[buildgear-devel] Buildgear: build failure for u-boot

Martin Lund martin.lund at keep-it-simple.com
Tue Jun 10 08:13:04 MDT 2014

> Here are some quick questions:-
> a: Me coming from Linux kernel background, one obvious question is how do
>      I custom config the kernel using menuconfig in buildgear ?
>      I don’t want to manually edit the defconfig file every time in buildgear.
Buildgear does not provide any means of triggering eg. menuconfig or any 
other type of configuration system. It simply builds stuff with 
preconfigured configuration files.

This means that any reconfiguration of the linux kernel config using 
menuconfig must be done outside of buildgear context. But its quite easy.

For example, to reconfigure the beaglebone kernel, the easiest way is to 
let buildgear prepare the kernel source to make sure all patches are 
included (if any):

$ buildgear build native/linux-source

Then, to reconfigure the kernel I go extract the prepared source and 
reconfigures it like so:

$ cd build/package/native
$ tar xf linux-source#3.8.13-1.pkg.tar.gz
$ cd usr/src/linux
$ make ARCH=arm menuconfig
$ cp .config 

That's it, kernel is reconfigured and ready to build:
$ buildgear build linux

Notice, that building linux is split into two builds: 
native/linux-source and linux. The first prepares the source and the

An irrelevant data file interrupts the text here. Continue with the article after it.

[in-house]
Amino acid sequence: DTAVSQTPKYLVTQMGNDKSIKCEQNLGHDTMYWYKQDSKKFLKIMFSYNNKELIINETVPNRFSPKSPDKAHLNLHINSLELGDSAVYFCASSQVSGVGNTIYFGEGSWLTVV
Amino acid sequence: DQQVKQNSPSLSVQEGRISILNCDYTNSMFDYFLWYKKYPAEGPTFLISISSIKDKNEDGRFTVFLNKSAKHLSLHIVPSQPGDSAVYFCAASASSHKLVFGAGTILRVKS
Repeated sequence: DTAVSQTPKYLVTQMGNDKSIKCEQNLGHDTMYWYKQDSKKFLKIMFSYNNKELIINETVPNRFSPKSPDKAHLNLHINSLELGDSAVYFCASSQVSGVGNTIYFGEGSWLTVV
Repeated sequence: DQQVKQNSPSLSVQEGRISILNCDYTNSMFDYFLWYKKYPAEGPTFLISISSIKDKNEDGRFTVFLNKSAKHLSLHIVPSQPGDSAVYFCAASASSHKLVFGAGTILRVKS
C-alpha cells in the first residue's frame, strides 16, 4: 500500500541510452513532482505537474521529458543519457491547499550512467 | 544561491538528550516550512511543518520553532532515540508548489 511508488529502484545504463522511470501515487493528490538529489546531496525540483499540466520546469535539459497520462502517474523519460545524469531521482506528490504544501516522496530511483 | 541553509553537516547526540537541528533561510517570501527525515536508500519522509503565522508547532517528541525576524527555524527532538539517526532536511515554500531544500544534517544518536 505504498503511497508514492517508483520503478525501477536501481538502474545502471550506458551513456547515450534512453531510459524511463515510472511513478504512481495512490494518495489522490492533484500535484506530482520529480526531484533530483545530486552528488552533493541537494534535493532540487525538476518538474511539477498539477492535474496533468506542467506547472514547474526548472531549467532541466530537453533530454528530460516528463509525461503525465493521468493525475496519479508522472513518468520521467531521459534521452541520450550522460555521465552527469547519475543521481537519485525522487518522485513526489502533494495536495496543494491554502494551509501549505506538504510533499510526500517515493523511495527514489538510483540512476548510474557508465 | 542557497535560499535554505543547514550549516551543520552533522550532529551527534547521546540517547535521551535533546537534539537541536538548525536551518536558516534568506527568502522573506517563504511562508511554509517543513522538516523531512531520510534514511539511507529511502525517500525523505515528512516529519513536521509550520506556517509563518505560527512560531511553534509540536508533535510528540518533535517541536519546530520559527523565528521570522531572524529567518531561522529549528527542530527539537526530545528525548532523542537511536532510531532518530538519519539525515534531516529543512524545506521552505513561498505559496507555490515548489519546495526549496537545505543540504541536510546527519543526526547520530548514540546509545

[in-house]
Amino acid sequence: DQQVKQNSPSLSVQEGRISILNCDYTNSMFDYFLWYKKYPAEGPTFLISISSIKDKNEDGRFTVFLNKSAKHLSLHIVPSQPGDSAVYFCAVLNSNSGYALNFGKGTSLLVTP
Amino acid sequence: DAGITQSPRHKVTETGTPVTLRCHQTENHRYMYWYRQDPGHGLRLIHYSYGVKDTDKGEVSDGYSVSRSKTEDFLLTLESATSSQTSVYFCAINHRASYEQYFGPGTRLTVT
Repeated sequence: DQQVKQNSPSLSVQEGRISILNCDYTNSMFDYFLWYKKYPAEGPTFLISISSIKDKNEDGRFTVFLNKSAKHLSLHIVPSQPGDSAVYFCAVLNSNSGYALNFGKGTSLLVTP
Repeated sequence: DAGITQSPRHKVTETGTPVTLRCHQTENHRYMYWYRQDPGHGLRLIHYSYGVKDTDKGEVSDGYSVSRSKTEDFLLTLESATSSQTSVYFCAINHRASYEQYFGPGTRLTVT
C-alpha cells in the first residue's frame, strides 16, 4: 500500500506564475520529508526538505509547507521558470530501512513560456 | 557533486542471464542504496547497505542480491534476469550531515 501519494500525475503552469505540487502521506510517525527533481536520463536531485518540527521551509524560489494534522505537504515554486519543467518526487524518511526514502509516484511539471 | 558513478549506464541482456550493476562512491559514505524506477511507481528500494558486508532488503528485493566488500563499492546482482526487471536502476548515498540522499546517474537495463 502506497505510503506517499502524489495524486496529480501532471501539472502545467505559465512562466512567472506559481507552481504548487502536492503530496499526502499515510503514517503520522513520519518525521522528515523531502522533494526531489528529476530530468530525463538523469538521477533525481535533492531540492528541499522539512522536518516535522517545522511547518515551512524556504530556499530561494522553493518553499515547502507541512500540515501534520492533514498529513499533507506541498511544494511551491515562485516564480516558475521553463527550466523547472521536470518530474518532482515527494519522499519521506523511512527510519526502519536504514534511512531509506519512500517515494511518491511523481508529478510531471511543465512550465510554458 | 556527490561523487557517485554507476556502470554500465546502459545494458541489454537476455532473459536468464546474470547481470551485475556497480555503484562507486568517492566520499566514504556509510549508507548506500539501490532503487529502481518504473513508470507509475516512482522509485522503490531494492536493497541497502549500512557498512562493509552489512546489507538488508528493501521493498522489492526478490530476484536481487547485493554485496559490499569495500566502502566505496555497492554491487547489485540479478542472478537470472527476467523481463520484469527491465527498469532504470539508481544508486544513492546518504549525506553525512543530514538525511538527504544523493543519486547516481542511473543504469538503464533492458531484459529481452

latter simply builds the kernel from the same source. The reason this is 
so is that the native toolchain build (crosstool-ng) also needs the 
linux source and to avoid circular dependencies a split is required 
(both native/crosstool-ng and linux depends on linux-source). Also worth 
mentioning is that the kernel version is defined in the top level 
configuration file (config/config) because this definition is used in 
more than one buildfile.

> b: If I suppose to add a application or a library as part of fs this
> in itself should
>      have a complete build system (what I mean is Makefile) ? an example for this
>      in handbook would be very helpful.
Buildgear is a build system for building firmware images. As such, it 
does not provide a build mechanism for building individual component 
software distributions - this is what make, cmake, autoconf etc. take 
care of.

So yes, in case you have some source code (be it lib or app), it would 
very helpful to have a makefile that defines how to build it. 
Alternatively, you could of course put all the gcc/g++/ld commands in a 
buildfile - it is not recommended but I guess it could be done for quick 
and dirty development/debug.

Ps. make sure that your custom Makefile features cross compilation.


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